Google News itself doesn't make any direct revenue - but it doesn't mean that Google News doesn't indirectly increase Google's revenue

Today Google announced that it's shutting down its Google News service in Spain, because of a new Spanish law requiring Spanish publishers to collect a charge from services such as Google News. Google's argument is that its News service doesn't make any money, and hence it is not sustainable for Google to continue the service in Spain if it has to pay a charge to Spanish publishers.

I don't agree with Google's argument.

Google News is not a charity product, and Google is not a charity organization. The reason why Google News exists is because it is a vital component of the network of Google products, even though on surface it might appear that the service is really free since Google neither charges for it nor shows ads on it.

How then does Google News earn Google something, even if a little? Three ways.

First, by feeding into Google's databases information about users' interests [tracked via both clicks on news articles and search queries entered into Google News]. It is of course difficult to accurately measure the contribution to revenue from the user information that Google News generates, but what is clear is that Google News data definitely gives positive help to Google's algorithms to better understand a user, thus improving the overall effectiveness of ads shows on various Google properties to that user.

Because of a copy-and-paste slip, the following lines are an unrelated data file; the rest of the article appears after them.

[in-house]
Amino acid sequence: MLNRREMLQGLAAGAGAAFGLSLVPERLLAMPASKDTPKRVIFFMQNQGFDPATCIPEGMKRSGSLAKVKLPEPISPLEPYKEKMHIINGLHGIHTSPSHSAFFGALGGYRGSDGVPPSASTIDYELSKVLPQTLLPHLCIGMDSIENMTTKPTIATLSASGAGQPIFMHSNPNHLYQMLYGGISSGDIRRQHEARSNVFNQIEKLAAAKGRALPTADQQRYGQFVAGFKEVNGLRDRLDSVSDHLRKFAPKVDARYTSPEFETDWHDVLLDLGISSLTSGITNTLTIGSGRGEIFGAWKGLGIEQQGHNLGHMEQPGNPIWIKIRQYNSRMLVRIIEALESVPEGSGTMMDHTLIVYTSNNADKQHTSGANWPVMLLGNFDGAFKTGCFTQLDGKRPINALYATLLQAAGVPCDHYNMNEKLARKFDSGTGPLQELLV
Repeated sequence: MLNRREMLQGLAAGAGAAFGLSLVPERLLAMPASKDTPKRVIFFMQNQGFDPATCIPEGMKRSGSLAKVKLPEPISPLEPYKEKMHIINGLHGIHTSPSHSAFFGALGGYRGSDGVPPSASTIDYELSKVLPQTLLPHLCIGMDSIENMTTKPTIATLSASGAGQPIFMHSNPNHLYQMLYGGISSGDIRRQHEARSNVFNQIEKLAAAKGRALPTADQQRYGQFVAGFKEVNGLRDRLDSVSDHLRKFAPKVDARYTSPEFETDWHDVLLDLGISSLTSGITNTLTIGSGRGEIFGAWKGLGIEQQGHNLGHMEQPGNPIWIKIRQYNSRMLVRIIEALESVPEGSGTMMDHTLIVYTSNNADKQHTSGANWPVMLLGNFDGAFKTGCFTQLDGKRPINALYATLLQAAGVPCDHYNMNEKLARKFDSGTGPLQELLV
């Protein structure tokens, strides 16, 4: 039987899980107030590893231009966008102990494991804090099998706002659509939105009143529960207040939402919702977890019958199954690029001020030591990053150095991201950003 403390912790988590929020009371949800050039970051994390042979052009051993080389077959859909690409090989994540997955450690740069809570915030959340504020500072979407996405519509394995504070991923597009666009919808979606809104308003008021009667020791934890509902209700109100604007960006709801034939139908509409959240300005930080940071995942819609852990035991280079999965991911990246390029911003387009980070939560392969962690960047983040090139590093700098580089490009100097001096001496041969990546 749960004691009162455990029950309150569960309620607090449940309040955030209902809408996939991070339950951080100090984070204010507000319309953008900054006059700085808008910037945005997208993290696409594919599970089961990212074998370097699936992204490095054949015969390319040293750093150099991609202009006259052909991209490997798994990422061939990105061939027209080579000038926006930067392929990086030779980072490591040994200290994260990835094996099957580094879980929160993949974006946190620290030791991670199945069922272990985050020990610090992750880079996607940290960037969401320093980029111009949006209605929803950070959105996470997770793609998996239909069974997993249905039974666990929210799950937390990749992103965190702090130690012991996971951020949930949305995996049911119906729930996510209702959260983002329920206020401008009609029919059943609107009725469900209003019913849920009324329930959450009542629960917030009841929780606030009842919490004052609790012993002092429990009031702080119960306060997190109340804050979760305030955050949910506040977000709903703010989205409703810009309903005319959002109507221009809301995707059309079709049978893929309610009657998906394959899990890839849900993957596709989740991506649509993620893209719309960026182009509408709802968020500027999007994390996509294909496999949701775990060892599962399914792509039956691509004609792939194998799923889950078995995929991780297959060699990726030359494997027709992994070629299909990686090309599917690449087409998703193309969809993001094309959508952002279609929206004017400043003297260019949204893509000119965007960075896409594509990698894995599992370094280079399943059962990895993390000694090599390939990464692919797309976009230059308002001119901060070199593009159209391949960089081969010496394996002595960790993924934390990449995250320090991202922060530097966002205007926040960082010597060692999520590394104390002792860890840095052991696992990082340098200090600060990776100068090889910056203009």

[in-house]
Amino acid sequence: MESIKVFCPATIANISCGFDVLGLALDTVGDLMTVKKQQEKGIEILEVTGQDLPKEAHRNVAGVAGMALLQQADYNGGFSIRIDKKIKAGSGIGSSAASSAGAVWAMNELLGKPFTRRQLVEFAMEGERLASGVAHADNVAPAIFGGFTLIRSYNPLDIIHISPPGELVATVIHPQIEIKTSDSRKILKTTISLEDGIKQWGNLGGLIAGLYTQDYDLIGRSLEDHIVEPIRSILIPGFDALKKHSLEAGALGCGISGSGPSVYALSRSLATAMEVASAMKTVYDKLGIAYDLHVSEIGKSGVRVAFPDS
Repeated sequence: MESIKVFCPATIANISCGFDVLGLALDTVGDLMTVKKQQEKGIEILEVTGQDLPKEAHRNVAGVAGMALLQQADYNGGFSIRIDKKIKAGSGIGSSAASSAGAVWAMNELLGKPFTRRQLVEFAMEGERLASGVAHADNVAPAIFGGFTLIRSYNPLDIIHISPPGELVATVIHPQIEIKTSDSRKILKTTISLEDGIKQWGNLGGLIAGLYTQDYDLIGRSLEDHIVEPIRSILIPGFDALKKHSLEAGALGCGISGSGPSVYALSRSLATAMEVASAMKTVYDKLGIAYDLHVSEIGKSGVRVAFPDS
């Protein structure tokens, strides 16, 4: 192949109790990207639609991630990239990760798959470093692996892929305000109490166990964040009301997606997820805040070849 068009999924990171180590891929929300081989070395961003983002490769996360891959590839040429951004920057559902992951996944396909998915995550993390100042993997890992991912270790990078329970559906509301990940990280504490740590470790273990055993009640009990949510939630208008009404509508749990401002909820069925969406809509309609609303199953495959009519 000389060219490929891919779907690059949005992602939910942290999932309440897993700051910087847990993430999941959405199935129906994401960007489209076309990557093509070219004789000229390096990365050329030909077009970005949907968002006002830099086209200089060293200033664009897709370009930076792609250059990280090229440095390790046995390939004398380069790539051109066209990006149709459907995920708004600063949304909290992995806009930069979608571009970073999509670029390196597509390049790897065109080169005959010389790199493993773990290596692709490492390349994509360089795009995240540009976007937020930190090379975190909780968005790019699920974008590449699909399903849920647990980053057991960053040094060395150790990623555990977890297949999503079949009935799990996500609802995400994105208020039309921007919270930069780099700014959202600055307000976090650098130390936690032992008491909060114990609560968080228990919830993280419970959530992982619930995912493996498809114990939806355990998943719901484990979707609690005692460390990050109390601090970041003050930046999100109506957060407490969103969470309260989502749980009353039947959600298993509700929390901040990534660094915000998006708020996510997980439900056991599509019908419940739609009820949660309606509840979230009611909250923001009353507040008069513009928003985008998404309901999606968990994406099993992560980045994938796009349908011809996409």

Second, Google News improves user stickiness [retention]. Google doesn't want folks to go to Yahoo or MSN or others in order to look for news, and Google News plays its part in helping to increase retention. If there wasn't any Google News, people would flock to products such as Yahoo News, and maybe would've tried out other Yahoo products as well. Again, it is difficult to measure the precise extent to which this service contributes, but again, what is certain is that the help is positive.

Third, since Google News results frequently/sometimes appear on Google's flagship search results page, and since Google shows ads on its main search results page, it is logical to conclude that out of the total revenue earned from ads on the search results page, some contribution comes from the results from Google News. Again, it isn't straightforward to measure the exact percentage of revenue that comes from News results, but it can be stated confidently that the positive contribution exists.

Tuesday, December 2, 2014

The genesis of 'time value of money' is probably the limited lifespan of us humans

I studied time value of money during MBA. Till yesterday, I had accepted the existence of this as a matter of fact, as if this was another law of nature akin to Newton's laws of motion. But yesterday a small thought occurred to me - does time value of money exist because us humans have a limited lifespan? What if there existed a guy who never aged and never died? Would he too value INR 100 today more than INR 105 after a year [assuming the prevalent interest rate is 10% p.a., thus making INR 105 look like a bad deal to us mortals]? Probably not, because he would be in no hurry to get money. From his perspective, waiting one year to get INR 105 is also okay [assuming he can't take the INR 100 and invest it elsewhere to get INR 110 after a year], since he has a limitless life ahead, and he doesn't really spend any time of his life. Would time-driven interest rates even exist?